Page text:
In the hours leading up to Thursday night’s NBA draft, many of the top prospects will be in hotel rooms watching TV analysts speculate where they’ll spend the next few years of their lives. The “experts,” like the players themselves, have little concrete information. One thing is certain: As much as the players dreamed about this day, by Thursday afternoon they just want it to end.
There is an unspoken understanding between the NBA and its casual fans: We will ignore you for most of the winter in favor of football and college basketball and pay attention come playoff time. You, in turn, must deliver exciting action. Rest your stars and beat up on the 76ers all you want in December. But the final two minutes of most playoff games better be entertaining.
The NBA has not held up its end of the bargain in 2016. Not even close. There are numbers that prove this: There have been 10 games decided by at least 30 points. The previous high for one postseason was seven such games. On one day in the opening round, three of the four games had at least 20-point margins. The average victory margin was at a record high of 14.2 before the first three games of the finals were decided by 15, 33, and 30 points.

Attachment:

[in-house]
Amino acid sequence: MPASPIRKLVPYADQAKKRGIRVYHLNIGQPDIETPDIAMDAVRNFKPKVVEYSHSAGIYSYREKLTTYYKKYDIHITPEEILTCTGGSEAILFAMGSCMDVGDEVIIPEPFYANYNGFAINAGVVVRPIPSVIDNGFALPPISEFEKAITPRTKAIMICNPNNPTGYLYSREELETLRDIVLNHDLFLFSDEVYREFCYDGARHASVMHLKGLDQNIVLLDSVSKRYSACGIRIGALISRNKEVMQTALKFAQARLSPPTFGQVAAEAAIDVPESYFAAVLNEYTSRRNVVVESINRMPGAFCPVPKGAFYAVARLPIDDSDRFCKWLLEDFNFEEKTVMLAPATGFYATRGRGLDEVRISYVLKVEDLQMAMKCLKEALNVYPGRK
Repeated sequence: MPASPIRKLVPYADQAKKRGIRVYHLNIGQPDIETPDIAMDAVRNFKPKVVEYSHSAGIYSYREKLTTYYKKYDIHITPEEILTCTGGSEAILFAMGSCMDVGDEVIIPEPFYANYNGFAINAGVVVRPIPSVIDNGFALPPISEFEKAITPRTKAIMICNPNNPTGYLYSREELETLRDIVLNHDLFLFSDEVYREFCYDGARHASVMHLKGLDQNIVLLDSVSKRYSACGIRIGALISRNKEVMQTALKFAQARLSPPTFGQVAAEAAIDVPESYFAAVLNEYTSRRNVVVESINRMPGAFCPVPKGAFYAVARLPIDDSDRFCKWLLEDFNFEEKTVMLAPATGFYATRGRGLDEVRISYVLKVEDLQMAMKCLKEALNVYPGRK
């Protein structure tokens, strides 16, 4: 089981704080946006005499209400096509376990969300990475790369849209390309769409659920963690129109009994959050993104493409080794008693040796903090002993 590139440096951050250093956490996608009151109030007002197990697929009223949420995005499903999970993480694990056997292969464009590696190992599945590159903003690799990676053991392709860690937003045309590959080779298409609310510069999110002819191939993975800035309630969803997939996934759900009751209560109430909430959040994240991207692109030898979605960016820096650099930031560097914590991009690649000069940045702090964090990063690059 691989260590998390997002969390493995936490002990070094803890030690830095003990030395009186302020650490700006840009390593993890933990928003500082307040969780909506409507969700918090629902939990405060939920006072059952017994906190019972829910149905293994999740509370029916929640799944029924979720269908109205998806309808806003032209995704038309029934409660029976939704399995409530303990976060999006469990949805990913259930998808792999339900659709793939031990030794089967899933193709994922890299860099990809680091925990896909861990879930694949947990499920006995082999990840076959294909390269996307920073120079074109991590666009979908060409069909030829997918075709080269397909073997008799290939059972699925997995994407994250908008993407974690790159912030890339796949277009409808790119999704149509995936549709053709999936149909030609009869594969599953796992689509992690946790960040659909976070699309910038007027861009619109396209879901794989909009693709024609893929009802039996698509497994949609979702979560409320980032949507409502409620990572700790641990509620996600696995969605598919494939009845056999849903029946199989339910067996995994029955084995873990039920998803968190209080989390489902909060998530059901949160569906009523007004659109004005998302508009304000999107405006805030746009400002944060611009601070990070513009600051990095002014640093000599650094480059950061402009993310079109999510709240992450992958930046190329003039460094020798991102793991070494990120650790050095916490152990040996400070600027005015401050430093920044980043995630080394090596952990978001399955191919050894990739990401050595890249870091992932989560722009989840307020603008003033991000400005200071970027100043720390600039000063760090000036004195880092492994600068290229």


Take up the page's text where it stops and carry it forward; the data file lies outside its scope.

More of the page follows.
Maybe it’s because the star of the league is 6’3″, 185-pounds. Or maybe it’s because there are so few true centers these days. But look at the starters, as voted by the fans, for Sunday’s NBA All-Star Game. Positions are no longer explicit in basketball, but we can probably agree there are three point guards (Steph Curry, Russell Westbrook, and Kyle Lowry), two shooting guards (Dwyane Wade, Kobe Bryant), and five others who, if you had to choose one position, would be small forwards (LeBron James, Carmelo Anthony, Paul George, Kevin Durant, and Kawhi Leonard). They combine to be the shortest All-Star starters since fans started voting.